Sweden

    • The entry ban for travel to Sweden from non-EU/EEA countries is extended until 31 March 2022.
      • Travellers to Sweden from countries outside the EU/EEA must be covered by at least one of the exemptions from the entry ban and also be able to present a negative COVID-19 test taken in the last 72 hours or be exempt from the test requirement.
      • Travellers are exempt from the entry ban and the test requirement if they can present an EU Digital COVID Certificate or avaccination certificate issued in Albania, Andorra, Armenia, Cabo Verde, El Salvador, the Faroe Islands, Georgia, Guernsey, Isle of Man, Israel, Jersey, Lebanon, Moldova, Monaco, Montenegro, Morocco, New Zealand, North Macedonia, Panama, San Marino, Serbia, Singapore, Switzerland, Taiwan, Thailand, Togo, Tunisia, Turkey, Ukraine, United Arab Emirates, United Kingdom, United States, Uruguay or the Vatican.
      • Exemptions from the entry ban include:
        • Swedish citizens and their family members.
        • Those entitled to residence status in Sweden following Brexit.
        • Citizens of EEA member states, Switzerland, Andorra, Monaco, San Marino or the Vatican, and their family members.
        • Individuals with a long-term residence status, a residence permit or a national visa (3+ months) from Sweden or from another EEA state, and their family members.
        • Residents of Bahrain, Chile, Colombia, Hong Kong, Indonesia, Jordan, Kuwait, Macau, New Zealand, Peru, Qatar, Rwanda, Saudi Arabia, South Korea, Taiwan and United Arab Emirates, Uruguay.
          • On 27 January 2022, Argentina, Australia and Canada were removed from this list.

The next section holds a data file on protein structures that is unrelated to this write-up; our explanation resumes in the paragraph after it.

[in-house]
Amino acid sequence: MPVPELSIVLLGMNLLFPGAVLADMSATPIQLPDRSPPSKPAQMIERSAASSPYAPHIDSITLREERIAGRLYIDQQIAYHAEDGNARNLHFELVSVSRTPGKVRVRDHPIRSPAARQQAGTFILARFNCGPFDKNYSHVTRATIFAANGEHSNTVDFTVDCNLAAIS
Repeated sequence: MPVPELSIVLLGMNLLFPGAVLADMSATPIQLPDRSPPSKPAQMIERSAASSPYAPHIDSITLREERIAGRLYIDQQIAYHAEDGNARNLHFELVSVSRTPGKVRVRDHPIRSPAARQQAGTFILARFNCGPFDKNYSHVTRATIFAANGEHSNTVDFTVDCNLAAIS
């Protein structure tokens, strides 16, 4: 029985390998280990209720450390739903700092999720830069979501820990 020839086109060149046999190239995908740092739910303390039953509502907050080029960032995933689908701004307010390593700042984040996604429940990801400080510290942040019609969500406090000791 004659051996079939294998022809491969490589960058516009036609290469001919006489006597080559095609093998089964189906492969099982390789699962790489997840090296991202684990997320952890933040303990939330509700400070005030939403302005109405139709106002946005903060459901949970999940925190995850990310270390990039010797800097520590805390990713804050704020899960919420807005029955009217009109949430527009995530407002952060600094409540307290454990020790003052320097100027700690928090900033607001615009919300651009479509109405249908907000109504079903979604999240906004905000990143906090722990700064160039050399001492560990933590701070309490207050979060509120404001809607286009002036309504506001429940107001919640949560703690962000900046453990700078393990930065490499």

• Exemptions from the entry ban can also be made for foreign nationals with particularly urgent personal needs or who are to perform essential functions in Sweden, such as:
        • people with imperative family reasons.
        • passengers in transit.
        • frontier workers.
        • people who travel for the purpose of studying.
        • personnel transporting goods and other staff in the transport sector.
        • seasonal workers in the agricultural, forestry and horticulture sectors.
        • healthcare workers, researchers in health and medical care and elderly staff.
        • people who work in international organisations or are invited by such organisations and whose presence is necessary for the organisations’ activities, military personnel and other personnel within the scope of international defence cooperation, aid workers and civil defence staff.
        • people travelling for the purpose of performing highly skilled work, if their contribution is necessary from an economic perspective and the work cannot be postponed or performed remotely, including people who will take part in or perform necessary tasks at elite sports competitions.
        • Seafarers.
        • people covered by Chapter 2, Section 10 of the Aliens Act (2005:716), for example diplomats and consular staff stationed in Sweden, and their families and staff.
        • people in need of international protection or for other humanitarian reasons.
      • Exemptions from the negative test requirement include: